"I think I had every right to know. I think I should have been told. I think I clearly should have been

    Read More »from Stephen Harper takes to the airwaves to defend Senate suspension motions
  • Senator Patrick Brazeau arrives at the Senate on Tuesday

    Another bombshell has been dropped from the upper chamber in the ongoing debate over three Conservative party motions to suspend Senators Patrick Brazeau, Mike Duffy and Pamela Wallin over allegations about inappropriate expense claims.

    On Friday afternoon, Brazeau told his colleagues that Senator Claude Carignan — the government's leader in the Senate — offered him "backroom deal" to go easy on him if he issued a public apology.

    "I hate to do this, but I haven't been in this place for a very long time. But I've always been very proud of my record talking about transparency and accountability. Which is probably the reason why I got named to this place. And I always practiced what I preach," Brazeau said on the Senate floor.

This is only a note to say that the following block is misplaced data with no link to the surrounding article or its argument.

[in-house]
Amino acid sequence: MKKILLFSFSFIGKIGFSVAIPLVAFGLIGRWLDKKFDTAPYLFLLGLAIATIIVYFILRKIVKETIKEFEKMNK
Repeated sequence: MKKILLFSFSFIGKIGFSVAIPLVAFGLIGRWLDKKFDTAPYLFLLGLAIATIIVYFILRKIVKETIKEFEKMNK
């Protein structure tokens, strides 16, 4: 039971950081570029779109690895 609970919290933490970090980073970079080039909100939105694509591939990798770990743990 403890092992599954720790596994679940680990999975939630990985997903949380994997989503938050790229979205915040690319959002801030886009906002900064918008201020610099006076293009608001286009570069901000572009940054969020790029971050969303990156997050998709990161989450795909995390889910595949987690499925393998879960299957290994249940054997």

"At approximately at 10:20 a.m. this morning, I was outside this chamber in the back and ... the leader of the government in the Senate took me aside — and I'll be very careful about my words here.

    "But I was essentially offered a backroom deal. And the backroom deal

    Read More »from Brazeau said he was offered 'backroom deal' by government leader in the Senate
  • Treasury Board President Tony ClementStop me if you've heard this one before: There are some accusing the Harper government of subverting democratic debate by quietly trying to pass a piece of legislation via an omnibus budget bill.

    Earlier this week, as explained by the Globe and Mail, the Tories introduced Bill C-4 — a 308-page budget bill which includes significant changes to Canadian labour laws.